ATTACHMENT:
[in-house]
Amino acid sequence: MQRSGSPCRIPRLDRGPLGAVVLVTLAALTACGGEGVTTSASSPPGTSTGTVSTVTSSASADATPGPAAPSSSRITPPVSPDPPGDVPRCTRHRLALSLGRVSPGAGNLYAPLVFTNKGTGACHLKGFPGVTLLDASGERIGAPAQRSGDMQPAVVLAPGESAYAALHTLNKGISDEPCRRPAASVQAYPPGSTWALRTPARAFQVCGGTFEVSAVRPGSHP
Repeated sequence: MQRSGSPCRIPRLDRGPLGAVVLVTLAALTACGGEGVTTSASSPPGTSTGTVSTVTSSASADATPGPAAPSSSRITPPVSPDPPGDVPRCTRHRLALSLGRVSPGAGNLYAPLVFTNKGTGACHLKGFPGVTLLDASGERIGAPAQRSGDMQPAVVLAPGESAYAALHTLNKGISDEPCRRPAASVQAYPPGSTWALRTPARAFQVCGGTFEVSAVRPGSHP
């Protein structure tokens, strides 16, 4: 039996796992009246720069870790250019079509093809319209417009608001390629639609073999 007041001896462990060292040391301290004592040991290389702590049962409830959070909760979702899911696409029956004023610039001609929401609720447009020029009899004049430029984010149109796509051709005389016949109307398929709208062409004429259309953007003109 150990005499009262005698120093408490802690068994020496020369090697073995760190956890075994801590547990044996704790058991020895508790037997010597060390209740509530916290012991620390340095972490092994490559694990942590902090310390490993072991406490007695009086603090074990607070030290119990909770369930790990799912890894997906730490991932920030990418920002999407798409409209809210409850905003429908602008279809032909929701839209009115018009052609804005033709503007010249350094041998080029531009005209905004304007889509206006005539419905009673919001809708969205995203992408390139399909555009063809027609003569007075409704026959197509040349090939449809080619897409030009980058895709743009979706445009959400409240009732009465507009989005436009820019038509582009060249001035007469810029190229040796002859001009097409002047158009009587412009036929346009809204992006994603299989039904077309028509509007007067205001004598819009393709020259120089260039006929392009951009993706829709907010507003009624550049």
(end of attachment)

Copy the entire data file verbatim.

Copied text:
[in-house]
Amino acid sequence: MQRSGSPCRIPRLDRGPLGAVVLVTLAALTACGGEGVTTSASSPPGTSTGTVSTVTSSASADATPGPAAPSSSRITPPVSPDPPGDVPRCTRHRLALSLGRVSPGAGNLYAPLVFTNKGTGACHLKGFPGVTLLDASGERIGAPAQRSGDMQPAVVLAPGESAYAALHTLNKGISDEPCRRPAASVQAYPPGSTWALRTPARAFQVCGGTFEVSAVRPGSHP
Repeated sequence: MQRSGSPCRIPRLDRGPLGAVVLVTLAALTACGGEGVTTSASSPPGTSTGTVSTVTSSASADATPGPAAPSSSRITPPVSPDPPGDVPRCTRHRLALSLGRVSPGAGNLYAPLVFTNKGTGACHLKGFPGVTLLDASGERIGAPAQRSGDMQPAVVLAPGESAYAALHTLNKGISDEPCRRPAASVQAYPPGSTWALRTPARAFQVCGGTFEVSAVRPGSHP
């Protein structure tokens, strides 16, 4: 039996796992009246720069870790250019079509093809319209417009608001390629639609073999 007041001896462990060292040391301290004592040991290389702590049962409830959070909760979702899911696409029956004023610039001609929401609720447009020029009899004049430029984010149109796509051709005389016949109307398929709208062409004429259309953007003109 150990005499009262005698120093408490802690068994020496020369090697073995760190956890075994801590547990044996704790058991020895508790037997010597060390209740509530916290012991620390340095972490092994490559694990942590902090310390490993072991406490007695009086603090074990607070030290119990909770369930790990799912890894997906730490991932920030990418920002999407798409409209809210409850905003429908602008279809032909929701839209009115018009052609804005033709503007010249350094041998080029531009005209905004304007889509206006005539419905009673919001809708969205995203992408390139399909555009063809027609003569007075409704026959197509040349090939449809080619897409030009980058895709743009979706445009959400409240009732009465507009989005436009820019038509582009060249001035007469810029190229040796002859001009097409002047158009009587412009036929346009809204992006994603299989039904077309028509509007007067205001004598819009393709020259120089260039006929392009951009993706829709907010507003009624550049």